Academic journal article ABA Banking Journal

Needed: Confidence, Not Short-Term Incentives

Academic journal article ABA Banking Journal

Needed: Confidence, Not Short-Term Incentives

Article excerpt

WHEN I WAS A KID, MY PARENTS explained to me, several times, that I should not put my hand close to a burning flame or an oven because I could be burned. And, as is almost always the case, I got burned--several times! I was also told that animals never make the same mistake twice. They will only get burnt once.

Why do I bring this issue to the forefront? Because it seems that the stimulus package looks like something I have seen before. In fact, some of the provisions are extremely useless and even dangerous for the future sustainability of economic growth.

Why? Because if the government gives incentives to purchase goods and services then consumers will use the incentives, firms will keep on producing those goods while the incentives apply and demand will plunge once the incentives disappear, delaying the day of reckoning that some industries need to go through in order to come back. Furthermore, any tax break for households runs the risk of being saved or used to pay down debt instead of being used for consumption. And this normally happens with any measure that tries to benefit the economy through indirect channels. Thus, the best strategy for any sustainable recovery has to deal with direct job creation and, if possible, has to be in partnership with small business.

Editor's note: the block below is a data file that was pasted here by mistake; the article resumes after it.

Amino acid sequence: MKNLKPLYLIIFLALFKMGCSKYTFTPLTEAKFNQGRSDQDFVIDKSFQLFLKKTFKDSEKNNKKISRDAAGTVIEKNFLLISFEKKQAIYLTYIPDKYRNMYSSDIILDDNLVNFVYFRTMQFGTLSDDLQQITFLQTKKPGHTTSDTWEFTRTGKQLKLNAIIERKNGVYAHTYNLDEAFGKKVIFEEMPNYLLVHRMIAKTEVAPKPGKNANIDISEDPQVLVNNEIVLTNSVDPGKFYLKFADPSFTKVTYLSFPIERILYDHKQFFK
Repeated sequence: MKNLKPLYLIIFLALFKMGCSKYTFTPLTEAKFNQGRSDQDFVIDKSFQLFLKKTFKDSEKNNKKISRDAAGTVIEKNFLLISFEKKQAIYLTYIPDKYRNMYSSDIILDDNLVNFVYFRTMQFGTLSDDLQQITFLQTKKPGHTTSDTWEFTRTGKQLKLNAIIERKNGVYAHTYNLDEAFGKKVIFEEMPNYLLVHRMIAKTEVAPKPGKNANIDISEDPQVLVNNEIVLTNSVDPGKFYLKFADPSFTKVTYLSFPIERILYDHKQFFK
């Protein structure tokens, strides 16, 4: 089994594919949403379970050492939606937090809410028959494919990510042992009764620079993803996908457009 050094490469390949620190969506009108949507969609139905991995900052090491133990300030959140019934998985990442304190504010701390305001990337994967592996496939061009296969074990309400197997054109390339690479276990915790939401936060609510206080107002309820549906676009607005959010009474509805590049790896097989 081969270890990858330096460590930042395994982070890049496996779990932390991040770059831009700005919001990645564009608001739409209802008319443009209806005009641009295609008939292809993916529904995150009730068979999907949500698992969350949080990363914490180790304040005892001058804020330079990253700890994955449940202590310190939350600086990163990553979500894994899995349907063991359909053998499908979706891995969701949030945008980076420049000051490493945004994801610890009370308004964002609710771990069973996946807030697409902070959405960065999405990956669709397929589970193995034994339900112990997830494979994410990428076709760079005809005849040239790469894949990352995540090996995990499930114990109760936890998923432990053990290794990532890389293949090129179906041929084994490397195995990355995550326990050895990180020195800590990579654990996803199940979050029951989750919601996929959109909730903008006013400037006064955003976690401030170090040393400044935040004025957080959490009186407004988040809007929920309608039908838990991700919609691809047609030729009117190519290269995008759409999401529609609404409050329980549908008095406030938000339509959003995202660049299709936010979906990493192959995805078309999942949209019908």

A large component of the current crisis has to do with confidence: investors have lost so much money that they do not have confidence in the U.S. financial system, and until we are able to fix what is wrong it will be very difficult to bring back confidence to the market. Well, the same thing happens to the U.S. household. Many U. …

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